PO194 Reversible atypical amsan like presentation in a patient with cmml, is it paraneoplastic or simply an autoimmune disorder?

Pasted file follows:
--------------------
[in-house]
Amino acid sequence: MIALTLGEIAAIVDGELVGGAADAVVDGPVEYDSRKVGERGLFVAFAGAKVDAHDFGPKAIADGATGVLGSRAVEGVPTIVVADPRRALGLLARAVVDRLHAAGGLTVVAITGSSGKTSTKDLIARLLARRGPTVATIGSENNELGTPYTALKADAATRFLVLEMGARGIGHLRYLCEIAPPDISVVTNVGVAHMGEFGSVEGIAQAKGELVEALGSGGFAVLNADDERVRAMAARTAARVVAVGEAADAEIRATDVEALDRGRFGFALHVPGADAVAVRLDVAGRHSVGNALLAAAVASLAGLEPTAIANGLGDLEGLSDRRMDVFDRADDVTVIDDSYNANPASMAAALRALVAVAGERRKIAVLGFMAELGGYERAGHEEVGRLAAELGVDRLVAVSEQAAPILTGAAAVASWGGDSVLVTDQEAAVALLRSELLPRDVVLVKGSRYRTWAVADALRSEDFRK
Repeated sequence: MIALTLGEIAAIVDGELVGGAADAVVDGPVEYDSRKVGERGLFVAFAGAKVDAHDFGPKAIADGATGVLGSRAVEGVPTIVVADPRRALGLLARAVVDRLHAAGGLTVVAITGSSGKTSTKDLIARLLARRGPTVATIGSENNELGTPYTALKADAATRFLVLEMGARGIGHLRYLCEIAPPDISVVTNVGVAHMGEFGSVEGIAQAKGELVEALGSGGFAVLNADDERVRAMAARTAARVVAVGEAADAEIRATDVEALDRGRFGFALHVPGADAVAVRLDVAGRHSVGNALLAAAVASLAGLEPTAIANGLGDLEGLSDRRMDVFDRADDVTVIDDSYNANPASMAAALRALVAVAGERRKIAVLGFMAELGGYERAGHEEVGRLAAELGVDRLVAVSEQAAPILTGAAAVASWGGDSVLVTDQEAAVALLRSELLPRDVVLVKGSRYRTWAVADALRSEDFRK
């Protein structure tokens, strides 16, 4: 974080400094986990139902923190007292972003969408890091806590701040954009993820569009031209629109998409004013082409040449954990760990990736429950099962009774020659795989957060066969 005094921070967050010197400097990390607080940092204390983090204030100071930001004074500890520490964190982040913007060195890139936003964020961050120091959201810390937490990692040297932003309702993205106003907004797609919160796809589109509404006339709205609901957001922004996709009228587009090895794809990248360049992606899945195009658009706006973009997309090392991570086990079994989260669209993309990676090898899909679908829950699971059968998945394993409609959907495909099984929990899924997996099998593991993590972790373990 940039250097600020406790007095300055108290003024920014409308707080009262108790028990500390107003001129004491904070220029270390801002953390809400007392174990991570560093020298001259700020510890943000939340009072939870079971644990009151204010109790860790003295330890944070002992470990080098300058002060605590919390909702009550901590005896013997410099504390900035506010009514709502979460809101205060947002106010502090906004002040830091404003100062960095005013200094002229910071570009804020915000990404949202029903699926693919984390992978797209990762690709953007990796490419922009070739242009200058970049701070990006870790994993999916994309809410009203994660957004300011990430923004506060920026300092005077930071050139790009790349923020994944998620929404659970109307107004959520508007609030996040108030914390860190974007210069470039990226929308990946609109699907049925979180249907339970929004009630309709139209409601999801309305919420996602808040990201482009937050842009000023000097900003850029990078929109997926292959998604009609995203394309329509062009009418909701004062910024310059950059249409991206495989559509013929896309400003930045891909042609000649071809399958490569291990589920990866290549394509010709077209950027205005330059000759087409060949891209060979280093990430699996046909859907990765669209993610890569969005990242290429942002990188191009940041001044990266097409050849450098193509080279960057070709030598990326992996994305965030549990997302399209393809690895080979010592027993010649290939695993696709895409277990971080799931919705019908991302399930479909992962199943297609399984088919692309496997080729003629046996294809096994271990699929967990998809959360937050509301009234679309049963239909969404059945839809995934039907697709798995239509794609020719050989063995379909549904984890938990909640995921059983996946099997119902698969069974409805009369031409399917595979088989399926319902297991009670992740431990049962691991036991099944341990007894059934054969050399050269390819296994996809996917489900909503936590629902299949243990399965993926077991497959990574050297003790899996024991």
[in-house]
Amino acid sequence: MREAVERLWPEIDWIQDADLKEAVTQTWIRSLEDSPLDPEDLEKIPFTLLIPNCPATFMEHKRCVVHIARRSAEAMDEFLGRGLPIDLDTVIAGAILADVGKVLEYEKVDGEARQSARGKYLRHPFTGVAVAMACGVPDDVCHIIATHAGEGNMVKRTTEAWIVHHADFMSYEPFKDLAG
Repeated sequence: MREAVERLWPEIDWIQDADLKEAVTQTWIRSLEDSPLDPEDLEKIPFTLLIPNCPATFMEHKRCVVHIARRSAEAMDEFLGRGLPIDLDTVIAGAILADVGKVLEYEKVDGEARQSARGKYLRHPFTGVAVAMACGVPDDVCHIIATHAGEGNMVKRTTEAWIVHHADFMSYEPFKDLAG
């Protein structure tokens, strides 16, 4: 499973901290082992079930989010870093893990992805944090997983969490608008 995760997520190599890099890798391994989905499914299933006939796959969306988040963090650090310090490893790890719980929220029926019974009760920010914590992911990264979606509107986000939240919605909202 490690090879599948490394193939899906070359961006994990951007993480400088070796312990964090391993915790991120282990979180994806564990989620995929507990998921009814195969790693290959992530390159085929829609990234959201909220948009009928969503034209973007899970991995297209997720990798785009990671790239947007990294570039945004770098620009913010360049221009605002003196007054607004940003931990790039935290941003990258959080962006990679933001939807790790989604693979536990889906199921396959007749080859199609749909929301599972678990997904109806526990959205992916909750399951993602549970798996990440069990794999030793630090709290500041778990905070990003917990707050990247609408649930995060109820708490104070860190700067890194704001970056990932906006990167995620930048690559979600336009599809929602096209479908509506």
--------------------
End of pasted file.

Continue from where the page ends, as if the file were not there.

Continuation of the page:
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Chronic myelomonocytic leukaemia (CMML) is a malignant haematopoietic stem cell disorder. Autoimmune disorders including demyelinating Guillain-Barre Syndrome (GBS) have been rarely described in association, but monophasic reversible axonal polyneuropathies have not. We report a 64 year old man who presented with 8 weeks of progressive leg weakness, paresthesia of the hands and feet, and weight loss. He was diagnosed with CMML the preceding year during investigations for cutaneous vasculitis. Examination revealed symmetrical lower motor neuron weakness, distal in the arms; proximal in the legs. Sensory loss to all modalities was present. CSF analysis confirmed albumin-cytological dissociation. No infiltration was seen on contrast imaging of the neuroaxis. Nerve conduction studies showed no evidence of demyelination, but an axonal sensori-motor polyneuropathy. He deteriorated rapidly with widespread denervation and respiratory involvement. Steroids and IV immunoglobulins did not help but improvement started after 1 cycle of intermediate dose ARA-C chemotherapy followed by hydroxycarbamide. There was a transient recovery of FBC abnormalities but the CMML picture returned. After neurological rehabilitation he made a full functional recovery. Monophasic axonal polyneuropathies can be associated with CMML and can respond to chemotherapy. The exact pathophysiological immunomodulatory mechanism is unclear. Prompt recognition and treatment can result in excellent recovery.

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